Men seldom make passes
at girls who wear glasses.
Anita Loos used that immortal rhyme in her book Gentlemen Prefer Blondes, and Marilyn Monroe breathlessly whispered it in the 1953 film, adding irony to the phrase – the actor in the same scene as Marilyn certainly was interested in making passes.
Jeremayakovka remembers his grandmother saying the rhyme,
If I didn’t first hear that one from my grandmother, then I do recall that she remarked it to me a while back. We were having a pleasant, sit-down conversation on her Miami Beach couch about, oh, relations between the sexes. It was in that pleasant, old-school way that an 80 year-old brings up the subject with a 20 year-old. (Like I said, it was a while back.) That old-school way is, unfortunately, a way that seems to have disappeared from the face of the Earth (to everyone’s loss and — to those of us who know what we’re missing — chagrin). So my grandmother quipped away to the tune of Dorothy Parker. I might add that she quipped with, perhaps, an air of sly delight and even a little triumph. For she herself never had to wear glasses (except in her later years for reading).
Neither did my late aunt, who well into her nineties was able to thread a needle without the assistance of lenses. I’ve been wearing glasses since the age of twelve, when I was in eighth grade and simultaneously hit myopia and puberty, and once had to ask my aunt for help in threading a needle. She probably thought I was being nice, but I actually needed the help. But I digress.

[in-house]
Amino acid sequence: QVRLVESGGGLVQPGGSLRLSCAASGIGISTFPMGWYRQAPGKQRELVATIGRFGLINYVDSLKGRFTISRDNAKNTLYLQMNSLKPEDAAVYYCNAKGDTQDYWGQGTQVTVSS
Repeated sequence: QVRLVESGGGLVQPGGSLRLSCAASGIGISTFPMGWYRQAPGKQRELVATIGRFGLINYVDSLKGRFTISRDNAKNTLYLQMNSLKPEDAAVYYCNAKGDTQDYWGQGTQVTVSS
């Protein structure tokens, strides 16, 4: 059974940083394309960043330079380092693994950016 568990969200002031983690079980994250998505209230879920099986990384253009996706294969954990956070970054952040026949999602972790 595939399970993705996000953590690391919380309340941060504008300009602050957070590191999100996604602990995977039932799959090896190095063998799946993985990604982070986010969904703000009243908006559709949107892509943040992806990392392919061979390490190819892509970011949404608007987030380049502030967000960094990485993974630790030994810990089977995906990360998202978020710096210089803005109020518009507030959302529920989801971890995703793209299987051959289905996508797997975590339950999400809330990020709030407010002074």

The implied lesson, I figured, is to be appreciative of women whether or not they wear glasses, and, like the song says, to try a little tenderness around women who do.
A little tenderness is always welcome. We all can use some, particularly when mixed with charm, of which Jeremayakovka has plenty.
Charles Taylor realizes the devastating effect Dorothy’s rhyme has had on generations of the near-sighted,
For all the ink that’s been spilled on the alleged pernicious effect of fashion magazines on female self-esteem, no one has as yet taken on one of the most damaging blows to female confidence
I speak from some experience, as a man who has made passes at several girls who wore glasses and even wound up marrying one. Glasses, like small breasts, seem to be one of those things that women automatically assume men find unattractive.
Ain’t that the truth. Charles, however, likes girls who wear glasses:
I’m not much interested in why it is that I find glasses on women sexy, any more than I’m interested in why I prefer vodka to whiskey, or why roast chicken is so delicious. Sensual pleasure — any kind of pleasure — calls out to be savored more than explained. But if I had to guess, I’d say that the clichÃ© of what glasses mean — intelligence — works in tandem with a woman’s attractiveness to promise a fuller package. Wit and brains make any woman sexier. Attraction, even just unconsummated flirtation, is a game, an agile — and hopefully friendly — mental foreplay that can be its own delight regardless of whether it leads to anything else.